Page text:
Microsoft Is Interested In Buying Stake In Dailymotion

Orange CEO Stéphane Richard talked with BFM Business at the Mobile World Congress about Dailymotion — as a reminder, the YouTube competitor is fully owned by Orange. The French telecom company would retain a majority stake.

“We are still talking with a major American partner in particular,” Richard said. Then he dropped the name of this potential partner. “With Microsoft indeed. It doesn’t mean that we will reach an agreement but I’m confident that we will.”

In April 2013, Yahoo was about to acquire 75 percent of Dailymotion for $200 million. Yet, the French government suspended the deal as the state still owns 27 percent of Orange. “Montebourg didn’t want to let it go to the Americans,” a source told TechCrunch at the time — Arnaud Montebourg is the French Minister of Industrial Renewal.

A few weeks after that, the telecom company had to invest $40 million (€30 million) so that Dailymotion could bounce back after the failed acquisition talks.

Dailymotion opened new international offices, launched a movie renting service with Warner Bros. and even started making European acquisitions.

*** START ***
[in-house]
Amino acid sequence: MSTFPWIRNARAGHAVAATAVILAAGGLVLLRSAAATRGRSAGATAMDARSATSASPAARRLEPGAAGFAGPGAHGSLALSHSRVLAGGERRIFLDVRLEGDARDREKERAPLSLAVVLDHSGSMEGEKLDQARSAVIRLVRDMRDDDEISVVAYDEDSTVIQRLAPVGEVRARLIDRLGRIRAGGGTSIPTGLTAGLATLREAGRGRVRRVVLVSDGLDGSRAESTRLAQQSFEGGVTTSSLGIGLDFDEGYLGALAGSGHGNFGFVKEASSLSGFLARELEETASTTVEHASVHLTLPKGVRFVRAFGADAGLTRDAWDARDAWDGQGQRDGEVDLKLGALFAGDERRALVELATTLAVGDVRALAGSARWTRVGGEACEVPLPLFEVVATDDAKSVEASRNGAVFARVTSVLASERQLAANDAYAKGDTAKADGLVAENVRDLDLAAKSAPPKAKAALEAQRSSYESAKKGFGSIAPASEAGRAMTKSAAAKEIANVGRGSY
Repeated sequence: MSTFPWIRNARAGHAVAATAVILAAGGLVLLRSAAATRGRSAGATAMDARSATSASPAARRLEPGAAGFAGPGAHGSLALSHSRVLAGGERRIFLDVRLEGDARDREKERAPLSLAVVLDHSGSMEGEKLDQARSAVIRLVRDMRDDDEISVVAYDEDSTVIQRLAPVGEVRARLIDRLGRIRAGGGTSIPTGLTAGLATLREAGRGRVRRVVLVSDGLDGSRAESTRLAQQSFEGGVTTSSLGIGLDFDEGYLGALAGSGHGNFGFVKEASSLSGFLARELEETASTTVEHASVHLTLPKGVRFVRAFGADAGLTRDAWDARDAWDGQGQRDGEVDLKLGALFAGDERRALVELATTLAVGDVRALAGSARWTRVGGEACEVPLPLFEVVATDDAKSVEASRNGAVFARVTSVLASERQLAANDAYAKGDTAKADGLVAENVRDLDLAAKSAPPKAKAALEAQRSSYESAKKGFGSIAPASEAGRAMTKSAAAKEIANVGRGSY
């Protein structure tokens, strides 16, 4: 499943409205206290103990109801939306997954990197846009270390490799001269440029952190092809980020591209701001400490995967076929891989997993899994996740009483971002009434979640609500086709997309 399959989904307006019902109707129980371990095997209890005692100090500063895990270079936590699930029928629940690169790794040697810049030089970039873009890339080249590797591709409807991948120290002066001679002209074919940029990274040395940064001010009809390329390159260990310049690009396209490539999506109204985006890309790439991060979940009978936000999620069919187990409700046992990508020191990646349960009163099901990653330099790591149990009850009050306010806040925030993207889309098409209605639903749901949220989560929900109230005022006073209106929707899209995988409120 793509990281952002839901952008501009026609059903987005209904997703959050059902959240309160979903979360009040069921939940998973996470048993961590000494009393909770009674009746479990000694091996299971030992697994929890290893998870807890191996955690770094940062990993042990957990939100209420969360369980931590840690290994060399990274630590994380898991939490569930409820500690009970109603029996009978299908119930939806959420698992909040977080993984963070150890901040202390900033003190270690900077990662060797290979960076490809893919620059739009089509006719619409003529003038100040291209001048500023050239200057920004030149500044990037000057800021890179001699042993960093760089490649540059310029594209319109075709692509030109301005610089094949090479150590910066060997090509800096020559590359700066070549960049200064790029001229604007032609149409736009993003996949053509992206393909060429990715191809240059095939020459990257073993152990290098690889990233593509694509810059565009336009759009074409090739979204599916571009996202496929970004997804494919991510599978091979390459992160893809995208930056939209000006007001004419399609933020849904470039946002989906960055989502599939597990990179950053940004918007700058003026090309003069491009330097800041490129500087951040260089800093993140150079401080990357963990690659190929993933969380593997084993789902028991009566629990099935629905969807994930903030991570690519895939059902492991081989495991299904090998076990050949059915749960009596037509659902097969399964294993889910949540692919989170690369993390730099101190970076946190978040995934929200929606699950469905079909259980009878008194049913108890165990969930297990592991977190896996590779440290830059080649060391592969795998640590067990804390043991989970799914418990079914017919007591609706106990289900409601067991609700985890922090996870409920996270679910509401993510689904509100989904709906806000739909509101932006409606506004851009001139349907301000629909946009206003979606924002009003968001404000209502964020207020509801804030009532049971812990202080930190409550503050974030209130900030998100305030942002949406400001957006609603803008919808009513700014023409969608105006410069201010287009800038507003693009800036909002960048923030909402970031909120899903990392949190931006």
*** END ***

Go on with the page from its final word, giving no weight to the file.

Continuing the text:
But its owner still wants to find a new strategic partner to boost Dailymotion’s international growth and to reduce its stake. “It would make a lot of sense for us and for Microsoft as well to come to a deal,” Richard said.

Orange doesn’t want to recreate the same situation as last year’s acquisition talks. That’s probably why Richard is very open about Dailymotion’s future. But Orange doesn’t want to keep Dailymotion under its wing in the long run. Selling a minority stake would be a safe first step.

“I’m going to tell you once again that we want to remain Dailymotion’s main stakeholder for now,” Richard said. “Dailymotion is one of France’s biggest Internet successes and I think it can still be of benefit to the innovation ecosystem in France.”

Finally, Orange is also in talks with other potential partners on the content side. In other words, the company is willing to talk with everyone right now. Now all it needs is a yes from Microsoft.

Photo credit: SPDP under a CC BY 2.0 license